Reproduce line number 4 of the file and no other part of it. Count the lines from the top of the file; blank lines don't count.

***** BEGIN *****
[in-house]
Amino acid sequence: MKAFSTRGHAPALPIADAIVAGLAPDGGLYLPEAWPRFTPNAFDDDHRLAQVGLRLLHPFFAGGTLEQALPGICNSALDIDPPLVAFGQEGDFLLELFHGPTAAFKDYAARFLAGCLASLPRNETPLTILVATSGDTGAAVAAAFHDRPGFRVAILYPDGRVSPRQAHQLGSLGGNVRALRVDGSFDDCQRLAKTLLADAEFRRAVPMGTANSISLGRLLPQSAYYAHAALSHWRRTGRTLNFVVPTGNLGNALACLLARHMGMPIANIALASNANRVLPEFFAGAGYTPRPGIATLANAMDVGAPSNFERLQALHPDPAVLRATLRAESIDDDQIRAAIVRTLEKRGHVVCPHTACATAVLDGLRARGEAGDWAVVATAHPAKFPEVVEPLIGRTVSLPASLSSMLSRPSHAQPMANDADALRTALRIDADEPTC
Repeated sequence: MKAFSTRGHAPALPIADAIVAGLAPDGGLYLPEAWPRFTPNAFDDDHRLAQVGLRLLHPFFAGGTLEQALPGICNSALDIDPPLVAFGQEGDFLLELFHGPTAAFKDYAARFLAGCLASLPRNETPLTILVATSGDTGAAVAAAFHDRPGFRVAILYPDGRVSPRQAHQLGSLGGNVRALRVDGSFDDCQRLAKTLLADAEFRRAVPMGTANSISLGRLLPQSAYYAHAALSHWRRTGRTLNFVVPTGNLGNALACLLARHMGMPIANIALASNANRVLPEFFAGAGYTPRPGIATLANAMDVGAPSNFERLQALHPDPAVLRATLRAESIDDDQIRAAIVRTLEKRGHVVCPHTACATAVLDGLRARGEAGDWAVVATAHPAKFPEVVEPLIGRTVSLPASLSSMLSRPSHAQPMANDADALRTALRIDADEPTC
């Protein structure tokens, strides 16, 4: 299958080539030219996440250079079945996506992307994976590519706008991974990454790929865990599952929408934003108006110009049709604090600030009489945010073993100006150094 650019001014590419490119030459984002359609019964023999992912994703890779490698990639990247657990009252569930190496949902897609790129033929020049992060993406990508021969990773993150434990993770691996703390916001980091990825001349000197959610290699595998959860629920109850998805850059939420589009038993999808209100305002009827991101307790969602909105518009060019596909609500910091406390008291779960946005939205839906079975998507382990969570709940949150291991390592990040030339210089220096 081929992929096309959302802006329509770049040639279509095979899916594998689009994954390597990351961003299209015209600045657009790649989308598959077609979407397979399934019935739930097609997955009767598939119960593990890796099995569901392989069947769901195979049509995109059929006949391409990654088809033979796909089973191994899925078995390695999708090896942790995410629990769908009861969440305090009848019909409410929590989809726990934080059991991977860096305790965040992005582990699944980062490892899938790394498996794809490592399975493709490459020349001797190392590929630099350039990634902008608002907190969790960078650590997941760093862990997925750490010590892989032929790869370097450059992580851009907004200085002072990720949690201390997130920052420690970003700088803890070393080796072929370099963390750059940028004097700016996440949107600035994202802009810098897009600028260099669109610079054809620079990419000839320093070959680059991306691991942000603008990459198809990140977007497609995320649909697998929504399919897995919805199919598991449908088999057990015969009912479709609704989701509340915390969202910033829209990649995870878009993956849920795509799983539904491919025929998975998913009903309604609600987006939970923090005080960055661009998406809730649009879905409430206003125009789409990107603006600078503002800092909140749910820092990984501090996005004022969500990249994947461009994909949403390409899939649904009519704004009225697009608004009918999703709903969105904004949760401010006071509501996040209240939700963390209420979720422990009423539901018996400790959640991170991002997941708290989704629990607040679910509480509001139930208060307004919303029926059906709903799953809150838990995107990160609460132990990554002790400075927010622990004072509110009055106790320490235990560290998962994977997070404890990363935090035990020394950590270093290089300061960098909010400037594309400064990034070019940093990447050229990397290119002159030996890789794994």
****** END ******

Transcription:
């Protein structure tokens, strides 16, 4: 299958080539030219996440250079079945996506992307994976590519706008991974990454790929865990599952929408934003108006110009049709604090600030009489945010073993100006150094 650019001014590419490119030459984002359609019964023999992912994703890779490698990639990247657990009252569930190496949902897609790129033929020049992060993406990508021969990773993150434990993770691996703390916001980091990825001349000197959610290699595998959860629920109850998805850059939420589009038993999808209100305002009827991101307790969602909105518009060019596909609500910091406390008291779960946005939205839906079975998507382990969570709940949150291991390592990040030339210089220096 081929992929096309959302802006329509770049040639279509095979899916594998689009994954390597990351961003299209015209600045657009790649989308598959077609979407397979399934019935739930097609997955009767598939119960593990890796099995569901392989069947769901195979049509995109059929006949391409990654088809033979796909089973191994899925078995390695999708090896942790995410629990769908009861969440305090009848019909409410929590989809726990934080059991991977860096305790965040992005582990699944980062490892899938790394498996794809490592399975493709490459020349001797190392590929630099350039990634902008608002907190969790960078650590997941760093862990997925750490010590892989032929790869370097450059992580851009907004200085002072990720949690201390997130920052420690970003700088803890070393080796072929370099963390750059940028004097700016996440949107600035994202802009810098897009600028260099669109610079054809620079990419000839320093070959680059991306691991942000603008990459198809990140977007497609995320649909697998929504399919897995919805199919598991449908088999057990015969009912479709609704989701509340915390969202910033829209990649995870878009993956849920795509799983539904491919025929998975998913009903309604609600987006939970923090005080960055661009998406809730649009879905409430206003125009789409990107603006600078503002800092909140749910820092990984501090996005004022969500990249994947461009994909949403390409899939649904009519704004009225697009608004009918999703709903969105904004949760401010006071509501996040209240939700963390209420979720422990009423539901018996400790959640991170991002997941708290989704629990607040679910509480509001139930208060307004919303029926059906709903799953809150838990995107990160609460132990990554002790400075927010622990004072509110009055106790320490235990560290998962994977997070404890990363935090035990020394950590270093290089300061960098909010400037594309400064990034070019940093990447050229990397290119002159030996890789794994």